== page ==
YOU CAN TAKETO THE FIELD
Don’t Let a Boron Deficiency Diminish Your Yields
The Importance of Boron:
Boron is an essential micronutrient used in trace amounts that is associated with pollen germination, cell wall structure and carbohydrate metabolism in the plant. Boron accumulation just before plant pollination supports overall success of reproduction for both tassels and ears.
Boron is more available in the plow layer of the soil where organic matter is the highest. Soils that have low amounts of organic matter, such as course textured (sandy) soils are more likely to see a boron deficiency. Soil pH additionally plays a key role in boron availability. The ideal pH level to maximize nutrient availability is between 6.5 and 7.0. Alkaline soils (soils with higher pH) limit overall availability, so before adding supplemental Boron be sure the soil is at an ideal level.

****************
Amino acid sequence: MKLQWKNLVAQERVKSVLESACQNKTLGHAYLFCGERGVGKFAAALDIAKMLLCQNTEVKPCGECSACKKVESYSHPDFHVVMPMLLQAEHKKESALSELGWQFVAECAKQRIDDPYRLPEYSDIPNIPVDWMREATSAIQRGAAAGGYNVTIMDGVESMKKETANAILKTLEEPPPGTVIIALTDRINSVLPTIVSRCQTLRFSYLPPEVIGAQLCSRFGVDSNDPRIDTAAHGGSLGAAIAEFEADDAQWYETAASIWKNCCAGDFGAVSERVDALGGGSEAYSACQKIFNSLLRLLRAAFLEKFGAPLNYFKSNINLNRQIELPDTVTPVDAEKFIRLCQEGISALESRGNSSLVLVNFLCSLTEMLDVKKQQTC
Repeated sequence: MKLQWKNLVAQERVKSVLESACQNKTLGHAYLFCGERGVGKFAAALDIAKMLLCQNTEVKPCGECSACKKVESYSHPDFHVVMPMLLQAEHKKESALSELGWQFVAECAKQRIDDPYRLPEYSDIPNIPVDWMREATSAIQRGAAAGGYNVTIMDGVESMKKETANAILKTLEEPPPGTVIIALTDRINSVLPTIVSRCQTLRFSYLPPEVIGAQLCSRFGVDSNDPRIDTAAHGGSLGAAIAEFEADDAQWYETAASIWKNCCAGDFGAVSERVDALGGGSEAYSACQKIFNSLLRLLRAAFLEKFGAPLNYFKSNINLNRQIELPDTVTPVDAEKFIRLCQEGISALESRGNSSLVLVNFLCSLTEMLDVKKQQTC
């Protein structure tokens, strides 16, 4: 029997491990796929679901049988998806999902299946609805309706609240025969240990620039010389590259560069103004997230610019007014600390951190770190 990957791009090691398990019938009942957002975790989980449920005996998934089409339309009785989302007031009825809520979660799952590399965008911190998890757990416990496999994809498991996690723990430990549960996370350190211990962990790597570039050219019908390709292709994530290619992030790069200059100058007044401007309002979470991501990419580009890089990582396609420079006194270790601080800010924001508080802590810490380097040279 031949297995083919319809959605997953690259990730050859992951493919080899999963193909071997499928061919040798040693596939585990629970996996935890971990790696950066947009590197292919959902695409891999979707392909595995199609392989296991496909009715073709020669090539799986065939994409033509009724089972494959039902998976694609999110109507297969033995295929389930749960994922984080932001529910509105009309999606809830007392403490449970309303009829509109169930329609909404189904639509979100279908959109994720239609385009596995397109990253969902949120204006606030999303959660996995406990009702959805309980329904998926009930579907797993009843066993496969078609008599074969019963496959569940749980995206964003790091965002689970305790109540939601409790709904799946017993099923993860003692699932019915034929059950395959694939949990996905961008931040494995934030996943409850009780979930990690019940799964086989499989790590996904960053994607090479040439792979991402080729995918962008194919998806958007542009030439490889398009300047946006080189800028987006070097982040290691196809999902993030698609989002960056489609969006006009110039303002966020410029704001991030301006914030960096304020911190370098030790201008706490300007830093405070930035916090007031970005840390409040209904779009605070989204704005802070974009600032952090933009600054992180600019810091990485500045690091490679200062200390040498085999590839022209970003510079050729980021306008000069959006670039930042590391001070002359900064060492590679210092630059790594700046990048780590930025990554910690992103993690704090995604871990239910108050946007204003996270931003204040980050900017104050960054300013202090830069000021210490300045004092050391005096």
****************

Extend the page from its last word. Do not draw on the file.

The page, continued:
Because Boron is immobile within corn plants, deficiency symptoms will be present on the newest leaves. Misshapen leaves with abnormal growth, shorter plant internodes and barren ears (ears with poor kernel development) are all key indicators that Boron is deficient. (Photo courtesy of PRIDE Seeds)
How to Manage Boron in the Field:
To test for nutrient deficiencies in your soils, consider both plant tissue testing and soil testing for diagnostic results. Soil testing can gauge overall soil health and is a good starting place, while tissue testing is a good practice for identifying nutrients, especially micronutrients that could limit yield potential.
After receiving test results, if supplemental Boron is needed for the corn crop, use your results to determine the correct application rate and method. Boron can be applied in the fall with dry fertilizer, in the spring with a starter or in foliar fungicide applications. Be cautious when applying Boron with starter fertilizer, as getting too close to the seed can cause injury during germination.
Reach out to your LG Seeds representative if you have questions about nutrient management.